6.Lansdow AB. Silver. 2: Toxicity in mammals and how its products aid wound repair. J Wound Care 2002;11:173-7.  Back to cited text no. 6
7.Lansdow AB. Silver in health care: Antimicrobial effects and safety in use. Curr Probl Dermatol 2006;33:17-34.  Back to cited text no. 7
8.Lansdow AB, Williams A. How safe is silver in wound care? J Wound Care 2004;13:131-6.  Back to cited text no. 8
9.Yamaga R, Yokomizo I. Arrestment of caries of deciduous teeth with diamine silver fluoride. Dent Outlook 1969;33:1007-13.  Back to cited text no. 9
10.Chu CH, Lo EC, Lin HC. Effectiveness of silver diamine fluoride and sodium fluoride varnish in arresting dentinal caries in Chinese pre-school children. J Dent Res 2002;26:455-7.  Back to cited text no. 10
11.Yokoyama K, Kimura Y, Matsumoto K, Fujishima A, Miyazaki T. Preventive effect of tooth fracture by pulsed Nd:YAG laser irradiation with diamine silver fluoride solution. J Clin Laser Med Surg 2001;19:315-8.  Back to cited text no. 11
12.Yokoyama K, Matsumoto K, Murase J. Permeability of the root canal wall and occlusion of dentinal tubules by Ag(NH 3 ) 2 F: A comparison of combined use with pulsed Nd:YAG laser or iontophoresis. J Clin Laser Med Surg 2000;18:9-14.  Back to cited text no. 12
13.Ingle JI, Bakland LK. Endodontics. 5 th ed. Hamilton Ontario Canada: Elsevier; 2005. p. 78.  Back to cited text no. 13
14.Haapasalo M, Orstavik D. In vitro infection and disinfection of dentinal tubules. J Dent Res 1987;66:1375-9.  Back to cited text no. 14
15.Evans M, Davies JK, Sundqvist G, Figdor V. Mechanisms involved in resistance of enterococcus faecalis to calcium hydroxide. Int Endod J 2002;35:221-8.  Back to cited text no. 15
16.Rosenblatt A, Stamford TC, Niederman R. Silver diamine fluoride: A caries "Silver fluoride bullet". J Dent Res 2009;88:116-25.  Back to cited text no. 16
17.Hiraishi N, Yui CK, King NM, Tagami J, Tay FR. Antimicrobial efficacy of 3.8% silver diamine fluoride and its effect on root dentin. J Endod 2010;36:1026-9.  Back to cited text no. 17
18.Basrani V, Santos JM, Tjäderhane L, Grad H, Gorduysus O, Huang J, et al. Substantive antimicrobial activity in chlorhexidine treated human dentin. Oral Surg Oral Med Oral Pathol Oral Radiol Endod 2002;94:240-5.  Back to cited text no. 18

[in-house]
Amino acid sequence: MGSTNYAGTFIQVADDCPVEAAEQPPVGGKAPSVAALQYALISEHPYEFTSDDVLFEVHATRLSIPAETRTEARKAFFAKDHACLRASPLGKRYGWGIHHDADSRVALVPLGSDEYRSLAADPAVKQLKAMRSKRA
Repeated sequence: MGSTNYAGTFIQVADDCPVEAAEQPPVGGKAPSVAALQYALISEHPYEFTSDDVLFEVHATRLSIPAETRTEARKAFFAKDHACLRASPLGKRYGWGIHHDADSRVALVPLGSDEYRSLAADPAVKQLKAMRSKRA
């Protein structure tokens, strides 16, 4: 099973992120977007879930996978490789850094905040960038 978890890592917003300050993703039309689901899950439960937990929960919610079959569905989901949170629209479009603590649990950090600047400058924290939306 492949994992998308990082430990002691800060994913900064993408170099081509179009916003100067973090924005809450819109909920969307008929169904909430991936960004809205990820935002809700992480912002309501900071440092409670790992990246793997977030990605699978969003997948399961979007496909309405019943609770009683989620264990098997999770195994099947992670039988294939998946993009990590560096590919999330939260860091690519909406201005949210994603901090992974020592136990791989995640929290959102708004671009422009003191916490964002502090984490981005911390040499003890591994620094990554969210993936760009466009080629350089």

19.Krithikadatta J, Indira R, Dorothykalyani AL. Disinfection of dentinal tubules with 2% chlorhexidine, 2% metronidazole, bioactive glass when compared with calcium hydroxide as intracanal medicaments. J Endod 2007;33:1473-6.  Back to cited text no. 19
20.Vaghela DJ, Kandasamy D, Venkateshbabu N, Jamini N, Arathi G. Disinfection of dentinal tubules with two different formulations of calcium hydroxide as compared to 2% chlorhexidine: As intracanal medicaments against Enterococcus faecalis and Candida albicans: An in vitro study. J Conserv Dent 2011;14:182-6.  Back to cited text no. 20
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21.Pavaskar R, de Ataide lde L, Chalakkal P, Pinto MJ, Fernandes KS, Keny RV, et al. An in vitro study comparing the intracanal effectiveness of calcium hydroxide and linezoid based medicaments against Enterococcus faecalis. J Endod 2012;38:95-100.  Back to cited text no. 21
22.Wu MY, Suryanarayanan K, van Ooij WJ, Oerther DB. Using microbial genomics to evaluate the effectiveness of silver to prevent biofilm formation. Water Sci Technol 2007;55:413-9.  Back to cited text no. 22
23.Sacciapoli P, Buxtom D, Rothstein D, Friden P. Antimicrobial activity of silver nitrate against periodontal pathogens. J Periodontal Res 2001;36:108-13.  Back to cited text no. 23
24.Oppermann RV, Rölla G, Johansen JR, Assev S. Thiol groups and reduced acidogenicity of dental plaque in the presence of metal ions in vivo. Scand J Dent Res 1980;88:389-96.  Back to cited text no. 24
25.Dibrov P, Dzioba J, Gosnik KK, Häse CC. Cemiosmotic mechanism of antimicrobial activity of Ag(+) in Vibrio cholera. Antimicrob Agents Chemother 2002;46:2668-70.  Back to cited text no. 25
26.Knight GM, McIntyre JM, Craig GG, Mulyani, Zilm PS, Gully NJ. Inability to form a biofilm of Streptococcus mutans on silver fluoride and potassium fluoride treated demineralized dentin. Quintessence Int 2009;40:115-6.  Back to cited text no. 26
27.Yamaga R, Nishino M, Yoshida S, Yokomizo I. Diammine silver fluoride and its clinical application. J Osaka Univ Dent Sch 1972;12:1-20.  Back to cited text no. 27
28.Suzuki T, Nishada M, Sobue S, Moriwaki Y. Effects of diamine silver fluoride on tooth enamel. J Osaka Univ Dent Sch 1974;14:61-72.  Back to cited text no. 28